StoryCorps is in Boise, and many people are taking part to preserve their histories

tcummings@idahostatesman.comJune 22, 2013 

When Joell Brown's mother passed away, she realized she had no recordings of her mother's voice save a few voicemails.

"Not having her voice is more impactful than I realized," Brown said.

While Brown saves her mother's voice on a phone, she wanted to leave something more for her daughter, Rylie.

That's why Brown and her daughter recorded a Story-Corps oral history in Boise on Wednesday. StoryCorps, a program dedicated to helping Americans record and preserve their stories, is at Boise City Hall until July 6.

Participants receive a CD recording and a copy of their interview is put in the American Folklife Center at the Library of Congress in Washington, D.C.

"I wanted to capture that with my daughter," Brown said. "And just to talk about our family and history and share with her how special she is to me."

Many others want to share as well. There is currently a waiting list.

E.J. Silvers, 97, went to StoryCorps at the urging of his son-in-law William Brudenell.

"I haven't been recording anything at my age," Silvers said. "I'm 97 years old, but I got a good brain."

And great stories.

When he was 4 years old, Silvers sang at the Pennsylvania Hotel in New York City and even appeared in a movie.

Now, more than nine decades later, Silvers is still perfecting his musical talents. In 1994, Silvers started playing the organ and later recorded his musical talent for his family.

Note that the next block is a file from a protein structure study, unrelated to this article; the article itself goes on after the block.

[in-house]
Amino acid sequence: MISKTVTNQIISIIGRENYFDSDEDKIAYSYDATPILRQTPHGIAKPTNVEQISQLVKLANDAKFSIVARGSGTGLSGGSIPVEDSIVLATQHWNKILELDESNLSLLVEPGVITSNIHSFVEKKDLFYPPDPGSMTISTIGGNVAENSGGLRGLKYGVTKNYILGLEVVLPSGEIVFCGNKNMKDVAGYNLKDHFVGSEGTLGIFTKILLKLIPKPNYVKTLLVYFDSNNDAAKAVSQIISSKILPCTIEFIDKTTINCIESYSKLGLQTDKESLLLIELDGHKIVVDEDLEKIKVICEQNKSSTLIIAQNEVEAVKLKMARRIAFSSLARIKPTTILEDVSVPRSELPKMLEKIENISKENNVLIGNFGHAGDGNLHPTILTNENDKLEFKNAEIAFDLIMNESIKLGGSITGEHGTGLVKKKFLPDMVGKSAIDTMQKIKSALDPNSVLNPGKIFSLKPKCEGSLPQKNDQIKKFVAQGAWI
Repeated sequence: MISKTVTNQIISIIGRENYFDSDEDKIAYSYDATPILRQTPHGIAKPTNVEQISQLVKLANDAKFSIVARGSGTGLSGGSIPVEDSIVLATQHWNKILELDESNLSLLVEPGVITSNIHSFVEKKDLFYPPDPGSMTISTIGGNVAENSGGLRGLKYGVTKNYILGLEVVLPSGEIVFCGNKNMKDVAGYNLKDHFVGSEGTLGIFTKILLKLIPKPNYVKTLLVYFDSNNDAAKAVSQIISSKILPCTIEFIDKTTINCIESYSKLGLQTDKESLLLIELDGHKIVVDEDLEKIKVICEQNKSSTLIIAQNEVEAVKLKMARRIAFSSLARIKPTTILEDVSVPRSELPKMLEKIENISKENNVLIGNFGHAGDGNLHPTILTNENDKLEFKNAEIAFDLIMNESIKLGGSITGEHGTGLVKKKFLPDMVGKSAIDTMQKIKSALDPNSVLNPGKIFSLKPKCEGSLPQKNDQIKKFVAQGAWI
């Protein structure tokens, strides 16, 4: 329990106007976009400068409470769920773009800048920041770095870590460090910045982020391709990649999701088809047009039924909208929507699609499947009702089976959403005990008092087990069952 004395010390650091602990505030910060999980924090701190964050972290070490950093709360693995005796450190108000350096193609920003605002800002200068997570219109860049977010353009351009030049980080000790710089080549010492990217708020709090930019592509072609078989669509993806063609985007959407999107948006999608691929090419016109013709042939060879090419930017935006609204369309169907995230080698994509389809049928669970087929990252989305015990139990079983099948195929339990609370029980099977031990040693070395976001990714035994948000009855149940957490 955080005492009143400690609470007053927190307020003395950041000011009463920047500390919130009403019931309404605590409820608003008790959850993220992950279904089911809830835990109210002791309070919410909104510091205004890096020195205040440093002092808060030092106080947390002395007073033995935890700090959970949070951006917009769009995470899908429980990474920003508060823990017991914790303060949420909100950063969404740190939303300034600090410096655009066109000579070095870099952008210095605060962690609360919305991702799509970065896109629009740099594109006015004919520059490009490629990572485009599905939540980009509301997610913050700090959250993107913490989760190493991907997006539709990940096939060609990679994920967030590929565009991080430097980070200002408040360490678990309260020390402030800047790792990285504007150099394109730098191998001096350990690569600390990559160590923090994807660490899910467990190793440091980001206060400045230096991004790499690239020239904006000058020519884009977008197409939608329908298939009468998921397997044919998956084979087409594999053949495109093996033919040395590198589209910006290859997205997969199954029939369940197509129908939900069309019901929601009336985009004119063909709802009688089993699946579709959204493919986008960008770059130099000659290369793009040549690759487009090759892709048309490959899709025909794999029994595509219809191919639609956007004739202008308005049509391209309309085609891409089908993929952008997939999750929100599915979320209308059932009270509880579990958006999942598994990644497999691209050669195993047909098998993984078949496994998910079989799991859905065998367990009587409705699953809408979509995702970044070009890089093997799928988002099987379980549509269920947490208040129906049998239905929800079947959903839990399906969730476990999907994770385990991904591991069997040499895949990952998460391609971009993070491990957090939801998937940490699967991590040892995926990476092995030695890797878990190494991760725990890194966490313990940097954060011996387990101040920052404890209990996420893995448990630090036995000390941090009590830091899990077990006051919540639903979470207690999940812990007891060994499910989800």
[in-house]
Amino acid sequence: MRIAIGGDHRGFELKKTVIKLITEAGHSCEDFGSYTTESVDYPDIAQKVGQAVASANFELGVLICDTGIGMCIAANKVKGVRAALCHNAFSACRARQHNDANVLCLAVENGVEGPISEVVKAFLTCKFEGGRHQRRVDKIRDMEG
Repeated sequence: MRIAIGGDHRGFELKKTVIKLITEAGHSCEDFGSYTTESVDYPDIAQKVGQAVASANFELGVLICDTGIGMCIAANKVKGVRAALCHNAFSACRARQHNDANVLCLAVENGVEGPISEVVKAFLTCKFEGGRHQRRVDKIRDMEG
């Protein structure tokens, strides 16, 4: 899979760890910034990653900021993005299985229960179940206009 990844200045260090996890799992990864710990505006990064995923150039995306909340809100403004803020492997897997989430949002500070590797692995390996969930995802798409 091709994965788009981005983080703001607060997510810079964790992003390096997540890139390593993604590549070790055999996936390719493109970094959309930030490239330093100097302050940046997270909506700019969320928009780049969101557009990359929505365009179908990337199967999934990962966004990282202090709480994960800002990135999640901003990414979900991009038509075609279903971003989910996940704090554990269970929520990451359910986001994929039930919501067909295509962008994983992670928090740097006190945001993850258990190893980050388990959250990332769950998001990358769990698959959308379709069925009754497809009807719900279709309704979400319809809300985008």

Dawn Hughes, 50, wanted to explain the "simpler time" in which she grew up to her three daughters. For Hughes, technology has been the biggest agent in complicating life. Growing up in the 1960s and '70s, the Internet didn't exist and technology wasn't as sophisticated, making life, well, simpler.

Her middle daughter, Lauren, 21, got the first chance to hear her mom's story.

"When she told me about the idea I was so excited," Lauren said. "I love history and I love the idea that you can record interactions like that."

Hughes plans to make copies of the recording for all three daughters to share with their families.

"If their children have any questions about what it was like for me in my life, things that I want to be remembered for, that type of thing, then they'll be able to have it," Hughes said.

"Just sort of as a family archive."

To make a reservation or get on the waiting list, call 1-800-850-4406 or go to storycorps.org.

StoryCorps suggests a $25 donation for each interview to help pay for operating costs. However, participants who can't afford the donation won't be turned away.

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